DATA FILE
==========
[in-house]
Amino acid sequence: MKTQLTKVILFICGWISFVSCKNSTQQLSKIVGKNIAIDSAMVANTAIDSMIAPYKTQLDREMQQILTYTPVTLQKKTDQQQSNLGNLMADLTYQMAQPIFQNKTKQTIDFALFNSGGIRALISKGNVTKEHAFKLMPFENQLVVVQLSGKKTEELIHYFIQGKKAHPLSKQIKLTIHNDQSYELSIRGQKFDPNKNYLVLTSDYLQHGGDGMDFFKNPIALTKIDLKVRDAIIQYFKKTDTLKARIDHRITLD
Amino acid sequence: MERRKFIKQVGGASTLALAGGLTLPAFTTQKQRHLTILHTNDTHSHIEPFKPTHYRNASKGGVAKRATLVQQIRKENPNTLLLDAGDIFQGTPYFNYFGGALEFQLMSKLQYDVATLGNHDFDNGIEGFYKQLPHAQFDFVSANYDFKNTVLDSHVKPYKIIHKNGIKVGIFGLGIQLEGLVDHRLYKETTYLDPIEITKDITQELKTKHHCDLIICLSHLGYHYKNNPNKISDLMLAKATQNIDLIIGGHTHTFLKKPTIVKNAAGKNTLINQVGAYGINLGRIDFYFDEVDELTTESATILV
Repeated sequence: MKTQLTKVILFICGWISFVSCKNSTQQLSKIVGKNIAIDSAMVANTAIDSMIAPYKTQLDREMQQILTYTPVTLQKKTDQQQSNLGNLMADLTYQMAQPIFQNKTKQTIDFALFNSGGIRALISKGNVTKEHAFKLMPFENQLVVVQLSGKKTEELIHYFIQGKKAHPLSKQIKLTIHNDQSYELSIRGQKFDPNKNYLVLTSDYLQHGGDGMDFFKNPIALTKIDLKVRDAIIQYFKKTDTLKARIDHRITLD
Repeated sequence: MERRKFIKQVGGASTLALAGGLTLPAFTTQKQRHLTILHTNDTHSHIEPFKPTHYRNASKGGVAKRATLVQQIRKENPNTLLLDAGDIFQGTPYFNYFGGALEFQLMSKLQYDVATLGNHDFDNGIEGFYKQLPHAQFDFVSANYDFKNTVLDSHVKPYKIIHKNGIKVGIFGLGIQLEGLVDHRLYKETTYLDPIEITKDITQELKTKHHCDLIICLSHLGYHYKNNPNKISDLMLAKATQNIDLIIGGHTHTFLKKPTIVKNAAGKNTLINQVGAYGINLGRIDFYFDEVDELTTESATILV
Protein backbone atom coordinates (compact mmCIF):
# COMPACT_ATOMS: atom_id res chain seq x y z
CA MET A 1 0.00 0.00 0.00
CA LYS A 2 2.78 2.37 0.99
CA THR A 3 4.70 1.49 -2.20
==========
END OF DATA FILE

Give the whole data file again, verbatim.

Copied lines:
[in-house]
Amino acid sequence: MKTQLTKVILFICGWISFVSCKNSTQQLSKIVGKNIAIDSAMVANTAIDSMIAPYKTQLDREMQQILTYTPVTLQKKTDQQQSNLGNLMADLTYQMAQPIFQNKTKQTIDFALFNSGGIRALISKGNVTKEHAFKLMPFENQLVVVQLSGKKTEELIHYFIQGKKAHPLSKQIKLTIHNDQSYELSIRGQKFDPNKNYLVLTSDYLQHGGDGMDFFKNPIALTKIDLKVRDAIIQYFKKTDTLKARIDHRITLD
Amino acid sequence: MERRKFIKQVGGASTLALAGGLTLPAFTTQKQRHLTILHTNDTHSHIEPFKPTHYRNASKGGVAKRATLVQQIRKENPNTLLLDAGDIFQGTPYFNYFGGALEFQLMSKLQYDVATLGNHDFDNGIEGFYKQLPHAQFDFVSANYDFKNTVLDSHVKPYKIIHKNGIKVGIFGLGIQLEGLVDHRLYKETTYLDPIEITKDITQELKTKHHCDLIICLSHLGYHYKNNPNKISDLMLAKATQNIDLIIGGHTHTFLKKPTIVKNAAGKNTLINQVGAYGINLGRIDFYFDEVDELTTESATILV
Repeated sequence: MKTQLTKVILFICGWISFVSCKNSTQQLSKIVGKNIAIDSAMVANTAIDSMIAPYKTQLDREMQQILTYTPVTLQKKTDQQQSNLGNLMADLTYQMAQPIFQNKTKQTIDFALFNSGGIRALISKGNVTKEHAFKLMPFENQLVVVQLSGKKTEELIHYFIQGKKAHPLSKQIKLTIHNDQSYELSIRGQKFDPNKNYLVLTSDYLQHGGDGMDFFKNPIALTKIDLKVRDAIIQYFKKTDTLKARIDHRITLD
Repeated sequence: MERRKFIKQVGGASTLALAGGLTLPAFTTQKQRHLTILHTNDTHSHIEPFKPTHYRNASKGGVAKRATLVQQIRKENPNTLLLDAGDIFQGTPYFNYFGGALEFQLMSKLQYDVATLGNHDFDNGIEGFYKQLPHAQFDFVSANYDFKNTVLDSHVKPYKIIHKNGIKVGIFGLGIQLEGLVDHRLYKETTYLDPIEITKDITQELKTKHHCDLIICLSHLGYHYKNNPNKISDLMLAKATQNIDLIIGGHTHTFLKKPTIVKNAAGKNTLINQVGAYGINLGRIDFYFDEVDELTTESATILV
Protein backbone atom coordinates (compact mmCIF):
# COMPACT_ATOMS: atom_id res chain seq x y z
CA MET A 1 0.00 0.00 0.00
CA LYS A 2 2.78 2.37 0.99
CA THR A 3 4.70 1.49 -2.20